2. Offer a good frequency. A bus that comes once an hour (or worse - as the case in Oklahoma)) fails to attract any spontaneous ridership whatsoever. Only people that don't have any other alternative will bother to always check the shedule and take the great risk of getting stuck somewhere else if the bus lives earlier or fails to arrive for any reason.
-Increase the frequency up to a level where anyone can just show up and take the bus, without consulting the shedule before. It's better to concentrate on the best corridors, where decent frequencies can be offered realistically.

3. Stop concentrating only on commute to work and back when planning public transport. People feel more incentive to use if it is available also for leisure activities. Even someone who is commuting by car will use PT for a evening out or a Sunday stroll. But if PT si not available then...

Main idea: If a system have very low readership, don't close it, nor "rationalize" it by cutting frequency. Rather fix it taking into account the above conclusions!





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Old November 21st, 2016, 04:58 AM   #18
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Originally Posted by ssiguy2 View Post
A huge city with such low ridership as OKC, is exactly the scenario where the system should simply be shut down except for handicapped services. Remember it's 11,000 trips a day are individual trips and not connected ones. It's probably the system only has 5,000 paying passengers a day. What's the point?
Why is your solution to shut it down, rather than fix the horrible flaws that make the system so unpopular?

I dont know about OKC, but many similar cities have systems that shut down at 9pm, run once an hour, and have routes with illogical routing.
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Old November 21st, 2016, 07:43 PM   #19
Slartibartfas
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The coming streetcar system in Oklahoma is sadly an especially extreme example of bad streetcar routing:

This unintuitive one way loop offers few trips which make sense for someone looking for public transit based mobility rather than a tourist attraction. Those terrible loops look almost like the usability is of secondary importance at best. There seems to be a conflict of interest here as tearing the two tracks apart into a loop creates stops along a much bigger number of areas than a simple two way corridor. It is ignored that those one way stops are much less attractive because most people will be using the two ways. And in the end nothing is close two both stops. This is really damaging short term thinking as such flawed loopse are going to discredit streetcars in the US in the near future as expensive useless toy, when its not the streetcar's fault but the fault of the flowed layout. I don't know why US cities can't manage to see that?

And please, don't tell me that OKC could not manage to put two tracks onto the same streets. Those are to a large extend 4 lane streets with 2 additional parking lanes. If you can't put a 2 way streetcar line on such roads, you can't do so anywhere.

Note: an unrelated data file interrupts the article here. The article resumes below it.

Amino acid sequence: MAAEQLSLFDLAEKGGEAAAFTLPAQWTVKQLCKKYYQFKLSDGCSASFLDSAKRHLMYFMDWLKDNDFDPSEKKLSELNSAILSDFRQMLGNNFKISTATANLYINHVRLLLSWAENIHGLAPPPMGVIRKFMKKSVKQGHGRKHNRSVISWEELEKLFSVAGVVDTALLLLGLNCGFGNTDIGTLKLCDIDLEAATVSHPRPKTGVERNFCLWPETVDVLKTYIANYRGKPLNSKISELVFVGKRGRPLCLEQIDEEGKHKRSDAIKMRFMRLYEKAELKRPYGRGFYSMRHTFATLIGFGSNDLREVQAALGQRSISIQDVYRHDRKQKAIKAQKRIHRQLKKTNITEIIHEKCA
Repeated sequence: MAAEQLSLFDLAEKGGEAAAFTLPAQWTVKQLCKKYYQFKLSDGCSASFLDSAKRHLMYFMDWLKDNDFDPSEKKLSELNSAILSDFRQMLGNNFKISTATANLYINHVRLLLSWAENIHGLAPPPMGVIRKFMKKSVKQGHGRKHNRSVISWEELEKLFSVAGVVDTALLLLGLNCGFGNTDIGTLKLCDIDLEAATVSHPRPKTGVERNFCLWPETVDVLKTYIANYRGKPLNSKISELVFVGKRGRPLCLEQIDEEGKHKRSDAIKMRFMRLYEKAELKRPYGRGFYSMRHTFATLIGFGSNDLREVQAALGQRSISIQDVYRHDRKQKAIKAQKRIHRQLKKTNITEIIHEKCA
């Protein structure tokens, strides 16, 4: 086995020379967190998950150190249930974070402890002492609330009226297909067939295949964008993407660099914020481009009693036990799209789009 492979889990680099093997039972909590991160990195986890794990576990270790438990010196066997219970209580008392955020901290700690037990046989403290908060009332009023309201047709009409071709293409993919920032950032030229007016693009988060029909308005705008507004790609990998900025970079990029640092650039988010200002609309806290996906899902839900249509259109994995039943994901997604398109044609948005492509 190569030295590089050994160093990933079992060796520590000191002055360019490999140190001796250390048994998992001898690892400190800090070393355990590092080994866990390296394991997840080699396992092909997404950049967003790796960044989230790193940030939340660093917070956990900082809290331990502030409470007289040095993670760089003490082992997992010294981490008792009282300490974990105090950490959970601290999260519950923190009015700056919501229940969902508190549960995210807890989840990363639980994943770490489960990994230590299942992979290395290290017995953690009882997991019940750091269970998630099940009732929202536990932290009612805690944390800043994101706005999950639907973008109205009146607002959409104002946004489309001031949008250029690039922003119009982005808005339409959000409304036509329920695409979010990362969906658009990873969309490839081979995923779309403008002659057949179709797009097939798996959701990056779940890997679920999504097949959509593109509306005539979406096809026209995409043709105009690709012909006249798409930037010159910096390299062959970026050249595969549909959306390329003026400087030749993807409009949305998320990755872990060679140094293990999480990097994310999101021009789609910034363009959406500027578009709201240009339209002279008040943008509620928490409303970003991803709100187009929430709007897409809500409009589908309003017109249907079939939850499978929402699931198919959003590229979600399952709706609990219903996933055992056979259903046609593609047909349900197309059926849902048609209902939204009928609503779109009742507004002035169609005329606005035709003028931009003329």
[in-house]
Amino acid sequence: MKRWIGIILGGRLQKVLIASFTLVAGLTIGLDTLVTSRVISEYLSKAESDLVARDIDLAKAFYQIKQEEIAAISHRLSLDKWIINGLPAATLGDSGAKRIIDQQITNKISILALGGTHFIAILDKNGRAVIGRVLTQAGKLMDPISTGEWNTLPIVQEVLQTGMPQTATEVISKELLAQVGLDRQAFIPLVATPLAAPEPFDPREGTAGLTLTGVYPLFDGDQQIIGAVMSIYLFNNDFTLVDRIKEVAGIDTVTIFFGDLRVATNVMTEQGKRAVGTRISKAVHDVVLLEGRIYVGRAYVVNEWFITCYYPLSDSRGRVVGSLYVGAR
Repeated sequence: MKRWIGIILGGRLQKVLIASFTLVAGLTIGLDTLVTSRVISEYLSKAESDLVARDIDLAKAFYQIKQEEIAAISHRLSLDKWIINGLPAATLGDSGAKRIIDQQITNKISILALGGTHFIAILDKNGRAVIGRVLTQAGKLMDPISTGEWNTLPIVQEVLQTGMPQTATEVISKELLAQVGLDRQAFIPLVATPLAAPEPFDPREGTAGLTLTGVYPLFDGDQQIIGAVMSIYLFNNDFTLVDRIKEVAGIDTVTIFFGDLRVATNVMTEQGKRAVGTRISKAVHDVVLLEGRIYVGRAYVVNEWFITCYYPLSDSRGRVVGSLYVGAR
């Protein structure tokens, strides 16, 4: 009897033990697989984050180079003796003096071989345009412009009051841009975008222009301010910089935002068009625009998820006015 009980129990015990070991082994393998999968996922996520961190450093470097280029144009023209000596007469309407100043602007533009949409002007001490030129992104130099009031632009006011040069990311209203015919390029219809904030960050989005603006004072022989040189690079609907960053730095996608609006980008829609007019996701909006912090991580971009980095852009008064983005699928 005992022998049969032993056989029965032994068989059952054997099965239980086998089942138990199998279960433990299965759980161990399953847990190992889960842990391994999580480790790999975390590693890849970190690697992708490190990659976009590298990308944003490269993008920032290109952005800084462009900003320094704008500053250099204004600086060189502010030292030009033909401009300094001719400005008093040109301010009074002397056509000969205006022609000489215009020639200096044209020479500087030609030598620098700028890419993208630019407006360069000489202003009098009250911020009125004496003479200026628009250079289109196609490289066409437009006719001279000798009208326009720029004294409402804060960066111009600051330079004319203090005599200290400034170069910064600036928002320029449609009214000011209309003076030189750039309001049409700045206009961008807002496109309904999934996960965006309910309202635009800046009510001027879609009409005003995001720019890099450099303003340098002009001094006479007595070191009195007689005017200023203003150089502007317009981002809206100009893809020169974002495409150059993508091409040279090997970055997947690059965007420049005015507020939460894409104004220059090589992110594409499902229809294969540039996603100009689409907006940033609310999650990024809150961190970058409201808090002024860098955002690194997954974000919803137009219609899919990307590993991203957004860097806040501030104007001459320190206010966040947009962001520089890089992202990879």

>> Streetcar map - OKC


Luckily, there are at least some cities building positive examples of streetcar corridors. Take Kansas City for example. It is a 2-way corridor connecting a number of interesting downtown. Ridership is nothing mind blowing but rock solid. The starter line is for free, which certainly helps its popularity but it is after all a bloody starter line. As such it is of course also too short. But that is nothing a reasonably priced expansion couldn't fix, unlike a bad loop design.

>> Streetcar map - Kansas city
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Last edited by Slartibartfas; November 21st, 2016 at 08:51 PM.
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Old November 22nd, 2016, 08:37 AM   #20
ssiguy2
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Quote:
Originally Posted by jamesinclair View Post
Why is your solution to shut it down, rather than fix the horrible flaws that make the system so unpopular?

I dont know about OKC, but many similar cities have systems that shut down at 9pm, run once an hour, and have routes with illogical routing.
If the system has very poor ridership then yes, shut it down except for disabled services.

A city should focus on transportation and getting it's citizens around the city as cheaply and efficiently as possible and if the current transit system isn't doing it then try something better. A collective taxi service would provide FAR superior service at probably less cost. Transit should be a service not a make-work project.

Mass transit was brought about 120 years ago because of the explosive growth in our older cities. Those services are still needed but for newer cities or ones that have completely changed their urban form to a car dependent one then why not accept that reality and work with it? US cities have changed dramatically but transit options are exactly the same as they always were. People in the vast majority of the US have voted..........they want to drive their cars so why not simply accept that and offer them a car-like service?

When a city decides that the status quo isn't working they should adapt accordingly. Huston is a great example. It realized that commuting patterns have changed and they changed most of the bus route overnight to reflect that and surprise..........Houston is one of the very few large systems that say bus and overall system ridership levels increase. With small systems with next to no ridership or larger places with pathetic transit patronage, they should follow Houston's example and start fresh and if that means an entire gutting of the bus service for a more efficient alternative then so much the better.